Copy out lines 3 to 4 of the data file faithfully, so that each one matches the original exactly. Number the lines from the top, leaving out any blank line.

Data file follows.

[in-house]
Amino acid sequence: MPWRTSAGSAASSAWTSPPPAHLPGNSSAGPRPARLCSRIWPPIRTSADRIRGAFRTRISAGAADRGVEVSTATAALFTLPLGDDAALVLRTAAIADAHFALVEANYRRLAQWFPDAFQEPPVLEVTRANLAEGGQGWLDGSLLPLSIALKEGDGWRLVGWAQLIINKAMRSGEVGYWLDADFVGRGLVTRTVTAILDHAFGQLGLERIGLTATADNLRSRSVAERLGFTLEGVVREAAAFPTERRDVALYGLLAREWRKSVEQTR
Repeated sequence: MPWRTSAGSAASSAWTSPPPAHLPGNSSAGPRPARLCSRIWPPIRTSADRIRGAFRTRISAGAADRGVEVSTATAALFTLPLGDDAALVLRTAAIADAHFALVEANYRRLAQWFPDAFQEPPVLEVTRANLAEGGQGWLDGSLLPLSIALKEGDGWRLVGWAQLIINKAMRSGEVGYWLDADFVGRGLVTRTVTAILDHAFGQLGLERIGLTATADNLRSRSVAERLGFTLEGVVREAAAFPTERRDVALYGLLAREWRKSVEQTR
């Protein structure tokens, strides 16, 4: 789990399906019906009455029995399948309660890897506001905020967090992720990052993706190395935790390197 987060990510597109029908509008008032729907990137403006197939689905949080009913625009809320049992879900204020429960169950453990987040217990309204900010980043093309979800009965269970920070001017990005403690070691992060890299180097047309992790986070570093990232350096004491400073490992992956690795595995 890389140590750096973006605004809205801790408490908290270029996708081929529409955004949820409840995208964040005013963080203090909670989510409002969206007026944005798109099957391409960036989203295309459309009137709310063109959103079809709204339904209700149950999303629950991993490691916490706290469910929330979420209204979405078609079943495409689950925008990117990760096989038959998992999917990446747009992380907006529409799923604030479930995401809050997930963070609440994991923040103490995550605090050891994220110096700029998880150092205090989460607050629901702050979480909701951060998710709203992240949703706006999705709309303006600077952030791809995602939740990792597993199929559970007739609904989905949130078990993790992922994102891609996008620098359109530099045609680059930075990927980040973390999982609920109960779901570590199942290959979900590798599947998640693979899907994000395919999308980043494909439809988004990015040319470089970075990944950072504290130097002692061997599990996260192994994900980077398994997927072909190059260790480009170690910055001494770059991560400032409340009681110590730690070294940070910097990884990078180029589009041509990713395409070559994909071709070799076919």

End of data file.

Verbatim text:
Repeated sequence: MPWRTSAGSAASSAWTSPPPAHLPGNSSAGPRPARLCSRIWPPIRTSADRIRGAFRTRISAGAADRGVEVSTATAALFTLPLGDDAALVLRTAAIADAHFALVEANYRRLAQWFPDAFQEPPVLEVTRANLAEGGQGWLDGSLLPLSIALKEGDGWRLVGWAQLIINKAMRSGEVGYWLDADFVGRGLVTRTVTAILDHAFGQLGLERIGLTATADNLRSRSVAERLGFTLEGVVREAAAFPTERRDVALYGLLAREWRKSVEQTR
């Protein structure tokens, strides 16, 4: 789990399906019906009455029995399948309660890897506001905020967090992720990052993706190395935790390197 987060990510597109029908509008008032729907990137403006197939689905949080009913625009809320049992879900204020429960169950453990987040217990309204900010980043093309979800009965269970920070001017990005403690070691992060890299180097047309992790986070570093990232350096004491400073490992992956690795595995 890389140590750096973006605004809205801790408490908290270029996708081929529409955004949820409840995208964040005013963080203090909670989510409002969206007026944005798109099957391409960036989203295309459309009137709310063109959103079809709204339904209700149950999303629950991993490691916490706290469910929330979420209204979405078609079943495409689950925008990117990760096989038959998992999917990446747009992380907006529409799923604030479930995401809050997930963070609440994991923040103490995550605090050891994220110096700029998880150092205090989460607050629901702050979480909701951060998710709203992240949703706006999705709309303006600077952030791809995602939740990792597993199929559970007739609904989905949130078990993790992922994102891609996008620098359109530099045609680059930075990927980040973390999982609920109960779901570590199942290959979900590798599947998640693979899907994000395919999308980043494909439809988004990015040319470089970075990944950072504290130097002692061997599990996260192994994900980077398994997927072909190059260790480009170690910055001494770059991560400032409340009681110590730690070294940070910097990884990078180029589009041509990713395409070559994909071709070799076919």